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For the half dozen (current and former) JPMorgan advisers brave enough to file their race discrimination employment case, and the many more current and future employees, the recently announced settlement is a big win.
JPMorgan agreed to pay over $19 million in damages, as well as devote over $4 million for improving anti-bias training, and recruiting as well as mentoring for black employees. The case against JPMorgan alleged both intentional and systemic race discrimination based on the disparate impact of the company's policies on black employees.
The Cost of Injustice
The case alleged that the bank systematically discriminated against black financial advisers by steering worse business their way, and denying black advisers assignments to the more lucrative locations, essentially stifling income and opportunities to advance.
JPMorgan isn't alone in facing employment discrimination claims like these. Nor are they alone in settling these claims, though they did do better than their competitors. As reported by CNN, Merrill Lynch settled a similar case in 2013, WellsFargo also did in 2016, and notably, JPMorgan is getting out for a less than both. Wells Fargo paid over $35 million, while Merrill Lynch put up $160 million.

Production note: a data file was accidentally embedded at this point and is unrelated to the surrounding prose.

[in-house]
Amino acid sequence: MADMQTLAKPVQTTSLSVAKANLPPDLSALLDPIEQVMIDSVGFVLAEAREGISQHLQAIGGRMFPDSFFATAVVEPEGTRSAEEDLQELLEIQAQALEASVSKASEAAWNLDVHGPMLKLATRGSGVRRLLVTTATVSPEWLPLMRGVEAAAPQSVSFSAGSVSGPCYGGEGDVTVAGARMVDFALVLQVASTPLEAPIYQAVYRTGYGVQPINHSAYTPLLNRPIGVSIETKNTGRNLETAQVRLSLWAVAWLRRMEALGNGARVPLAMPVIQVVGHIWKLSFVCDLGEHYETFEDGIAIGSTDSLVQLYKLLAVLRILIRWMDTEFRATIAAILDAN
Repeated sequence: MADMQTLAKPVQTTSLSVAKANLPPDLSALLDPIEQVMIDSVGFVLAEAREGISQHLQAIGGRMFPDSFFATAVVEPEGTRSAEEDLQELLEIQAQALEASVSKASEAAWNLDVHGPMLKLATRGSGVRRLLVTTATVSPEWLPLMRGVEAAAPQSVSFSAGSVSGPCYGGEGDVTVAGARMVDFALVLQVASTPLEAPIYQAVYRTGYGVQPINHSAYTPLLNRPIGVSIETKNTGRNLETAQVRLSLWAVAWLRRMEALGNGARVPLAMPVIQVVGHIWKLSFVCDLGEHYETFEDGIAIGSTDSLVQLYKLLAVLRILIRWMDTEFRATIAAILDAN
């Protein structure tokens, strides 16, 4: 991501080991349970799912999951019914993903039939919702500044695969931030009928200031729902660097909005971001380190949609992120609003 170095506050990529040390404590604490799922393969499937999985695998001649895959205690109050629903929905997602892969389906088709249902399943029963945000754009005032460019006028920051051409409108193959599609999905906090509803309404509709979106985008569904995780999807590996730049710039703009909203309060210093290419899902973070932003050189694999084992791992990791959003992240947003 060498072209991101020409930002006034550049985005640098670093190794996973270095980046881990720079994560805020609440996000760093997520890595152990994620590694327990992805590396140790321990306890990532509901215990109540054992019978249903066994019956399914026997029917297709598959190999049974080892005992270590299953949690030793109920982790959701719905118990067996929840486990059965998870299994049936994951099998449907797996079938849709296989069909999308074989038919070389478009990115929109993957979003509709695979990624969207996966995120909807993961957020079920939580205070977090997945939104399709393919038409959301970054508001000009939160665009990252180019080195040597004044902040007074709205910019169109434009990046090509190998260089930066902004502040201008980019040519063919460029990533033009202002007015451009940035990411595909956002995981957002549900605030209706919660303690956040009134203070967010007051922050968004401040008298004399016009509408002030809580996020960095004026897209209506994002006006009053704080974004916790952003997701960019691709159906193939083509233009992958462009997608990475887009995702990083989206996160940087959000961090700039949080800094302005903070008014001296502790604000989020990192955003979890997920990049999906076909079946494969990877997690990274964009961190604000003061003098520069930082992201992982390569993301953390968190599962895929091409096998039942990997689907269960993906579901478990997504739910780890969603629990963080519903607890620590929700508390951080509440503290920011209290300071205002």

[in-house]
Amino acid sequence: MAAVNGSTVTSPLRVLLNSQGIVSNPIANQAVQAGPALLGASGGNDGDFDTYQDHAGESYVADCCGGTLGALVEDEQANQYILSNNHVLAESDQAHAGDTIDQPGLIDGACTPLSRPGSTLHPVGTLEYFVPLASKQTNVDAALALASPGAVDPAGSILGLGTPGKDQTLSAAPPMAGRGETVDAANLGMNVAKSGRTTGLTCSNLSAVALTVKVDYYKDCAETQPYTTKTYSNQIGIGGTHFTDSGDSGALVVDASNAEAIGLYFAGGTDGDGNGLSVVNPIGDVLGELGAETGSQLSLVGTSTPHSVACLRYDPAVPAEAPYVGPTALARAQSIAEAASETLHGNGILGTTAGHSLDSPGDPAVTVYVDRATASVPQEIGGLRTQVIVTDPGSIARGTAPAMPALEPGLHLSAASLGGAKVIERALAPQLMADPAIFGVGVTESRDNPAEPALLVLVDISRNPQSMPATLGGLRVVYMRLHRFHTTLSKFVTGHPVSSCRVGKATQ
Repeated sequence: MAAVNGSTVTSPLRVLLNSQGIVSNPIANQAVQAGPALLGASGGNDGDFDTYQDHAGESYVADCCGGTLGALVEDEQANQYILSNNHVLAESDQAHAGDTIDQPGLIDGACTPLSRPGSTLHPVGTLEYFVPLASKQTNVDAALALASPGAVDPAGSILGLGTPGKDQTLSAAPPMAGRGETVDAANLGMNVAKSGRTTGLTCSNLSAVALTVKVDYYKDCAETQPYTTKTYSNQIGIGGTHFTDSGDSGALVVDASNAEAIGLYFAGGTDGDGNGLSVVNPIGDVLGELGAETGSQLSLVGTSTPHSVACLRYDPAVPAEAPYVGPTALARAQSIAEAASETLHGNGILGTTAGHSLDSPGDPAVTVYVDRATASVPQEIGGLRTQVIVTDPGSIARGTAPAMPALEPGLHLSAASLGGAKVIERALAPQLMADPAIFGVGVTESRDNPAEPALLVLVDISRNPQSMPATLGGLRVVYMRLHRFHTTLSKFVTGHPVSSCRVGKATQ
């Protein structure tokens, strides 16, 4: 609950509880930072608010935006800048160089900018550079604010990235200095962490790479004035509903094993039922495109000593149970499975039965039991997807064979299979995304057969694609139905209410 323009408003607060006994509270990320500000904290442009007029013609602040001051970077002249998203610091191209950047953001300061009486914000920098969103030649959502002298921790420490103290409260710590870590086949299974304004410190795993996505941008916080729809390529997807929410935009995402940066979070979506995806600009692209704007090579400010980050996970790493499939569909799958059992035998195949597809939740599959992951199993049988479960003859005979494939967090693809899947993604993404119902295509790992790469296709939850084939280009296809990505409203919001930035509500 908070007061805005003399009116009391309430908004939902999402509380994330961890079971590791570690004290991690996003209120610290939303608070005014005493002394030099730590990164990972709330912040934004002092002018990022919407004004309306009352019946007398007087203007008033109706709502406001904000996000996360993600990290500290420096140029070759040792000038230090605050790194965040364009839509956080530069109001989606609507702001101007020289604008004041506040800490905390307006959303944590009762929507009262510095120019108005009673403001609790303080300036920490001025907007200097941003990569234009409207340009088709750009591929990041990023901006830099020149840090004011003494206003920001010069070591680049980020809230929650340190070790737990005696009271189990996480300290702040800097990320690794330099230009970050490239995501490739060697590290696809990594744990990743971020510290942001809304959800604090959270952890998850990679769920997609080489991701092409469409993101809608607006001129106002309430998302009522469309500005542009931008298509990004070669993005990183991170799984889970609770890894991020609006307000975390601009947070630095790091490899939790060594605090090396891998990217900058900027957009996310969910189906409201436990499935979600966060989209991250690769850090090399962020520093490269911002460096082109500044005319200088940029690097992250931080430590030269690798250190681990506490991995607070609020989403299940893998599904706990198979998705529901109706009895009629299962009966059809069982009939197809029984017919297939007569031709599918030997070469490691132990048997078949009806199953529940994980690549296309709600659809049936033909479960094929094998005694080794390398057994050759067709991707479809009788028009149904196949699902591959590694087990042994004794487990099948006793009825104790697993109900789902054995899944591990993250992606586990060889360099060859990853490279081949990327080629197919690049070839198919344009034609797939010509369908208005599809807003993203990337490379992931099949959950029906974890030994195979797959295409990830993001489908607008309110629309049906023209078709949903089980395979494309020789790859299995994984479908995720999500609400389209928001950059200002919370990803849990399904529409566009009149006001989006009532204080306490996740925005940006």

The financial industry hasn't just been facing lawsuits over race discrimination; at the same time, it has been losing diversity. JPMorgan and other major Wall Street employers have reported shrinking diversity in recent years.
Many employers focus on hiring diverse staffs, but then fail to promote equally, or provide equal opportunities.
Unfortunately, particularly for large employers, these failures are often the result of management level employees failing to properly apply policies, coupled with a failure to supervise, or correct, mistakes by management. And while the compensatory damages for a failure to promote claim may not be as bad as a wrongful termination, the legal costs to defend the case and reputational harm are just as bad.